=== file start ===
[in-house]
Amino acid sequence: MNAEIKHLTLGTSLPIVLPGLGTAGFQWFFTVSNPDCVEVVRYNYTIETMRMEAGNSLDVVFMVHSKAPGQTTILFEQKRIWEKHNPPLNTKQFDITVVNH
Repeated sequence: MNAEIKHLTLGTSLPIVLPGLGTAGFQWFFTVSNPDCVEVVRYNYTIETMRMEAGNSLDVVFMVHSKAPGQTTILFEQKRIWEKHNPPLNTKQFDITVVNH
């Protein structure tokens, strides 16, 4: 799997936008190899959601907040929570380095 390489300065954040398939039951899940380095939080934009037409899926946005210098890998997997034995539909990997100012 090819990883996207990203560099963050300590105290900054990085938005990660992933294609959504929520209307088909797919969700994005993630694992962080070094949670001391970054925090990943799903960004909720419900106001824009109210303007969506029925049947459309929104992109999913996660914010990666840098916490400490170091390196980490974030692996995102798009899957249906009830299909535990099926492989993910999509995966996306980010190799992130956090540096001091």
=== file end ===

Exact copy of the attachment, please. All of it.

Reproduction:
[in-house]
Amino acid sequence: MNAEIKHLTLGTSLPIVLPGLGTAGFQWFFTVSNPDCVEVVRYNYTIETMRMEAGNSLDVVFMVHSKAPGQTTILFEQKRIWEKHNPPLNTKQFDITVVNH
Repeated sequence: MNAEIKHLTLGTSLPIVLPGLGTAGFQWFFTVSNPDCVEVVRYNYTIETMRMEAGNSLDVVFMVHSKAPGQTTILFEQKRIWEKHNPPLNTKQFDITVVNH
């Protein structure tokens, strides 16, 4: 799997936008190899959601907040929570380095 390489300065954040398939039951899940380095939080934009037409899926946005210098890998997997034995539909990997100012 090819990883996207990203560099963050300590105290900054990085938005990660992933294609959504929520209307088909797919969700994005993630694992962080070094949670001391970054925090990943799903960004909720419900106001824009109210303007969506029925049947459309929104992109999913996660914010990666840098916490400490170091390196980490974030692996995102798009899957249906009830299909535990099926492989993910999509995966996306980010190799992130956090540096001091």